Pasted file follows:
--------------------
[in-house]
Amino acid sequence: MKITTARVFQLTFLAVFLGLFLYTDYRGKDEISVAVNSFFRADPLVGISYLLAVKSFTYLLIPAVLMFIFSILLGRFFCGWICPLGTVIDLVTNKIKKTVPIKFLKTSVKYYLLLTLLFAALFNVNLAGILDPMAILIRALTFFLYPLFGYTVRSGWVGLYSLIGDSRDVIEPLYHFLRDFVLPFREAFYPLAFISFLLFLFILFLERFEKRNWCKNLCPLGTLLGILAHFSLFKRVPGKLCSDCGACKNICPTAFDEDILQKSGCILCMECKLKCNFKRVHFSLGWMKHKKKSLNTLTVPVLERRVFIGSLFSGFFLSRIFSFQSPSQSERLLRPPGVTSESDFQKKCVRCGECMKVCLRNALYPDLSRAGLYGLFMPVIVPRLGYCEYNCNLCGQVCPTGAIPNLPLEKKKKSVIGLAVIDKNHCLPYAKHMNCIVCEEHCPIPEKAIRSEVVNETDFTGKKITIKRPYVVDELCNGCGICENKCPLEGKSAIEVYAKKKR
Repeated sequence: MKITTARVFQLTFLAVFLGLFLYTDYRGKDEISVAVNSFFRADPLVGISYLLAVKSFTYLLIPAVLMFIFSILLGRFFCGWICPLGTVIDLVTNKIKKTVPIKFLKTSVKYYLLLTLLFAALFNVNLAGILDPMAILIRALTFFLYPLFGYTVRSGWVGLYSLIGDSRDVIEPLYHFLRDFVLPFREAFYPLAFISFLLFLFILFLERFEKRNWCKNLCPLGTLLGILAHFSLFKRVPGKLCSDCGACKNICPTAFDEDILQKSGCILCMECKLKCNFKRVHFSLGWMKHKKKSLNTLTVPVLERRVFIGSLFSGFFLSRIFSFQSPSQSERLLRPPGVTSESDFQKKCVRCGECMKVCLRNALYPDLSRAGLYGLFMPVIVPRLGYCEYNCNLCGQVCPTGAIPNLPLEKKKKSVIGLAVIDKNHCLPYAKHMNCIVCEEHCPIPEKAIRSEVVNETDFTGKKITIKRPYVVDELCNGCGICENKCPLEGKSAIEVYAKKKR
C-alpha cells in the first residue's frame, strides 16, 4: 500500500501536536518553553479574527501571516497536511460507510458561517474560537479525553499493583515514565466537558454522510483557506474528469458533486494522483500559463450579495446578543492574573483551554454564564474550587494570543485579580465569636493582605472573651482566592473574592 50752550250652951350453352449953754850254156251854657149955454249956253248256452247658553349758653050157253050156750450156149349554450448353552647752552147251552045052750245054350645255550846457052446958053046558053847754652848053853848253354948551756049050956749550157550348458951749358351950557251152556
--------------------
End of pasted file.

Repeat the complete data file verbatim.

[in-house]
Amino acid sequence: MKITTARVFQLTFLAVFLGLFLYTDYRGKDEISVAVNSFFRADPLVGISYLLAVKSFTYLLIPAVLMFIFSILLGRFFCGWICPLGTVIDLVTNKIKKTVPIKFLKTSVKYYLLLTLLFAALFNVNLAGILDPMAILIRALTFFLYPLFGYTVRSGWVGLYSLIGDSRDVIEPLYHFLRDFVLPFREAFYPLAFISFLLFLFILFLERFEKRNWCKNLCPLGTLLGILAHFSLFKRVPGKLCSDCGACKNICPTAFDEDILQKSGCILCMECKLKCNFKRVHFSLGWMKHKKKSLNTLTVPVLERRVFIGSLFSGFFLSRIFSFQSPSQSERLLRPPGVTSESDFQKKCVRCGECMKVCLRNALYPDLSRAGLYGLFMPVIVPRLGYCEYNCNLCGQVCPTGAIPNLPLEKKKKSVIGLAVIDKNHCLPYAKHMNCIVCEEHCPIPEKAIRSEVVNETDFTGKKITIKRPYVVDELCNGCGICENKCPLEGKSAIEVYAKKKR
Repeated sequence: MKITTARVFQLTFLAVFLGLFLYTDYRGKDEISVAVNSFFRADPLVGISYLLAVKSFTYLLIPAVLMFIFSILLGRFFCGWICPLGTVIDLVTNKIKKTVPIKFLKTSVKYYLLLTLLFAALFNVNLAGILDPMAILIRALTFFLYPLFGYTVRSGWVGLYSLIGDSRDVIEPLYHFLRDFVLPFREAFYPLAFISFLLFLFILFLERFEKRNWCKNLCPLGTLLGILAHFSLFKRVPGKLCSDCGACKNICPTAFDEDILQKSGCILCMECKLKCNFKRVHFSLGWMKHKKKSLNTLTVPVLERRVFIGSLFSGFFLSRIFSFQSPSQSERLLRPPGVTSESDFQKKCVRCGECMKVCLRNALYPDLSRAGLYGLFMPVIVPRLGYCEYNCNLCGQVCPTGAIPNLPLEKKKKSVIGLAVIDKNHCLPYAKHMNCIVCEEHCPIPEKAIRSEVVNETDFTGKKITIKRPYVVDELCNGCGICENKCPLEGKSAIEVYAKKKR
C-alpha cells in the first residue's frame, strides 16, 4: 500500500501536536518553553479574527501571516497536511460507510458561517474560537479525553499493583515514565466537558454522510483557506474528469458533486494522483500559463450579495446578543492574573483551554454564564474550587494570543485579580465569636493582605472573651482566592473574592 50752550250652951350453352449953754850254156251854657149955454249956253248256452247658553349758653050157253050156750450156149349554450448353552647752552147251552045052750245054350645255550846457052446958053046558053847754652848053853848253354948551756049050956749550157550348458951749358351950557251152556